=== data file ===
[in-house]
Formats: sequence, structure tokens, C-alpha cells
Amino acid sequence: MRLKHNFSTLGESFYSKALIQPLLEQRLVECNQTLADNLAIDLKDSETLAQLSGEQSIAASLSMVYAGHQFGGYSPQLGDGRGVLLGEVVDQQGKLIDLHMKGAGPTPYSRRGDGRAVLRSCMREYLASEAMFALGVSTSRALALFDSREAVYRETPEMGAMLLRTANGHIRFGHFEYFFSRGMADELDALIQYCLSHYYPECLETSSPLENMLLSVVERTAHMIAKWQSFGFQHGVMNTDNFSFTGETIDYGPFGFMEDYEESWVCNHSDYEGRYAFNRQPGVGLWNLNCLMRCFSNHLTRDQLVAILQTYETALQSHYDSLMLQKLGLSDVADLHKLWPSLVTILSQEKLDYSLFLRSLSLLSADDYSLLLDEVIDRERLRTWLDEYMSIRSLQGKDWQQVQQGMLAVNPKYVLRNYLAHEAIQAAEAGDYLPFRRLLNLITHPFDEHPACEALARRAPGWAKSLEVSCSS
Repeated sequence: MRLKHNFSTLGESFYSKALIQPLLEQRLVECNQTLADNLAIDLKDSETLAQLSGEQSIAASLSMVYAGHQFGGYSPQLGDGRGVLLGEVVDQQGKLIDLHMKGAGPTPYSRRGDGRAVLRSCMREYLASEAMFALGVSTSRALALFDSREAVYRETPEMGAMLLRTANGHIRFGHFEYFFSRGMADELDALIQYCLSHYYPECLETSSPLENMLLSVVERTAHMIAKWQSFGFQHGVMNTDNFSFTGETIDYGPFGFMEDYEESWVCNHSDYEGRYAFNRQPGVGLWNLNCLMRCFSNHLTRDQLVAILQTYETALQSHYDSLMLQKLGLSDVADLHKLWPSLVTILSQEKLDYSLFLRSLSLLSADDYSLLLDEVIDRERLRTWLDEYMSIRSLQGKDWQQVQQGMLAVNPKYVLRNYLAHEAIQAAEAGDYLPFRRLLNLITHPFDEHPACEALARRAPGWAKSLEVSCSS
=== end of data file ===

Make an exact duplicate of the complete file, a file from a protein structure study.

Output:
[in-house]
Formats: sequence, structure tokens, C-alpha cells
Amino acid sequence: MRLKHNFSTLGESFYSKALIQPLLEQRLVECNQTLADNLAIDLKDSETLAQLSGEQSIAASLSMVYAGHQFGGYSPQLGDGRGVLLGEVVDQQGKLIDLHMKGAGPTPYSRRGDGRAVLRSCMREYLASEAMFALGVSTSRALALFDSREAVYRETPEMGAMLLRTANGHIRFGHFEYFFSRGMADELDALIQYCLSHYYPECLETSSPLENMLLSVVERTAHMIAKWQSFGFQHGVMNTDNFSFTGETIDYGPFGFMEDYEESWVCNHSDYEGRYAFNRQPGVGLWNLNCLMRCFSNHLTRDQLVAILQTYETALQSHYDSLMLQKLGLSDVADLHKLWPSLVTILSQEKLDYSLFLRSLSLLSADDYSLLLDEVIDRERLRTWLDEYMSIRSLQGKDWQQVQQGMLAVNPKYVLRNYLAHEAIQAAEAGDYLPFRRLLNLITHPFDEHPACEALARRAPGWAKSLEVSCSS
Repeated sequence: MRLKHNFSTLGESFYSKALIQPLLEQRLVECNQTLADNLAIDLKDSETLAQLSGEQSIAASLSMVYAGHQFGGYSPQLGDGRGVLLGEVVDQQGKLIDLHMKGAGPTPYSRRGDGRAVLRSCMREYLASEAMFALGVSTSRALALFDSREAVYRETPEMGAMLLRTANGHIRFGHFEYFFSRGMADELDALIQYCLSHYYPECLETSSPLENMLLSVVERTAHMIAKWQSFGFQHGVMNTDNFSFTGETIDYGPFGFMEDYEESWVCNHSDYEGRYAFNRQPGVGLWNLNCLMRCFSNHLTRDQLVAILQTYETALQSHYDSLMLQKLGLSDVADLHKLWPSLVTILSQEKLDYSLFLRSLSLLSADDYSLLLDEVIDRERLRTWLDEYMSIRSLQGKDWQQVQQGMLAVNPKYVLRNYLAHEAIQAAEAGDYLPFRRLLNLITHPFDEHPACEALARRAPGWAKSLEVSCSS